• devalpatrick OR “Deval Patrick” OR “Gov. Patrick” OR “Governor Patrick”
  • timforgovernor OR “Tim Cahill”
  • bakerforgov OR “Charlie Baker”
  • bigdigbaker
  • mahadenough
  • hadenough
  • bakerbot OR bakerbots
  • timsteam
  • ivotedeval
  • got50

If you keep an ear out for Twitter chatter about campaigns or nonprofits, how do you decide what to search for?

Have other good tips for effective listening?

What was your favorite hashtag from the campaign trail?

Screenshot of Tweetdeck during The Great #MAPoli Tweetdeck Column Purging of 2010

October 24, 2010

Get this App and Get Out The Vote

Screenshot of Wall feedback on the Commit to Vote ChallengeWith all this talk of an enthusiasm gap fueled by the fervent Tea Party and frustration over the slowness of progress thanks to GOP obstructionism throughout President Obama’s term, Democrats, Liberals, Progressives, and other like-minded voters can take nothing for granted.  It is more important than ever that people who want to keep America moving forward need to reach out to every friend, family member, and co-worker who might be interested in a reminder to vote.

That’s why I was so pleased to get wall posts this weekend from Hartford City Councilor Luis Coto and my friend John from the Young Democrats asking me to commit to vote.  The ask didn’t end there, however, and that’s the really innovative piece of the newest GOTV social media tactic available from Organizing for America: The Commit to Vote Challenge.

The design of this Facebook app lets you share your reason for voting, and then invite your friends to commit to voting and share their reason too – plus, it even wraps in a little competition to make getting out the vote that much more fun.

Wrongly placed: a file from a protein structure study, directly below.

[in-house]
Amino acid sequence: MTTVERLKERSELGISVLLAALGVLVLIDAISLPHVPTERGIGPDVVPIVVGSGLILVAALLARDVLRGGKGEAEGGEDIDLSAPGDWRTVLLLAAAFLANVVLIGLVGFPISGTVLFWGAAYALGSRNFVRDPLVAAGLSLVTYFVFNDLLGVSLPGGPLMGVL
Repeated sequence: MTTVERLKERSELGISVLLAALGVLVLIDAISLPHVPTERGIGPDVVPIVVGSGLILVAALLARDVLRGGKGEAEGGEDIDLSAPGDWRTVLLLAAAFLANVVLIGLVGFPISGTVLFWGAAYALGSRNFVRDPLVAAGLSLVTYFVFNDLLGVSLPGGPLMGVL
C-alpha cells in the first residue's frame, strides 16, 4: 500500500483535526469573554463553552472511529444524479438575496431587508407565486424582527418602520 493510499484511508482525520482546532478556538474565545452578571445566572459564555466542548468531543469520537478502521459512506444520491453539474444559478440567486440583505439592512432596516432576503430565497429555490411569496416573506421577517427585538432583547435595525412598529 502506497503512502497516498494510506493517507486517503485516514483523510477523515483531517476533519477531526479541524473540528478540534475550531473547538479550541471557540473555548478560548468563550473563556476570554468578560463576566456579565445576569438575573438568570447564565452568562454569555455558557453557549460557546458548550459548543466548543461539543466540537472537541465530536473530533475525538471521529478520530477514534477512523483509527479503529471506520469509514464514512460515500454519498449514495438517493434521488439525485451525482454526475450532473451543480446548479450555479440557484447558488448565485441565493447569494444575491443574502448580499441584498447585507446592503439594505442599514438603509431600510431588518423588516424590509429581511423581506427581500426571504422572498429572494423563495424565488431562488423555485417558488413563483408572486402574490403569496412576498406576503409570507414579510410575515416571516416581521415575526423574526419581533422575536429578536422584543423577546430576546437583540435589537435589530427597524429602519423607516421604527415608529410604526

Tech President sums it up well:

Hop on over to My.BarackObama.com/CommitChallenge, type in your reason for voting, and the app published your intentions to your Facebook Wall. But it also sets you up to tweak your Facebook friends, one by one, about similarly committing to vote this election (even if the whole tone of the effort is more dutiful performance of civic obligation than the electric fervor that powered things in 2008). For a dollop of competition, the site tracks how you rank compared to the number of commitments your Facebook friends have managed to pull in, awarding titles like “Committer” and “Grassroots Recruiter.”

The spirit of this app fits well with the strategy that Governor Patrick and the Massachusetts Democrats have brought to this election: people talking to people they know.  This is the strategy behind their powerful online organizing tool, their Friend Banks, and so much other outreach that’s being done.  Gov. Patrick sums it up well: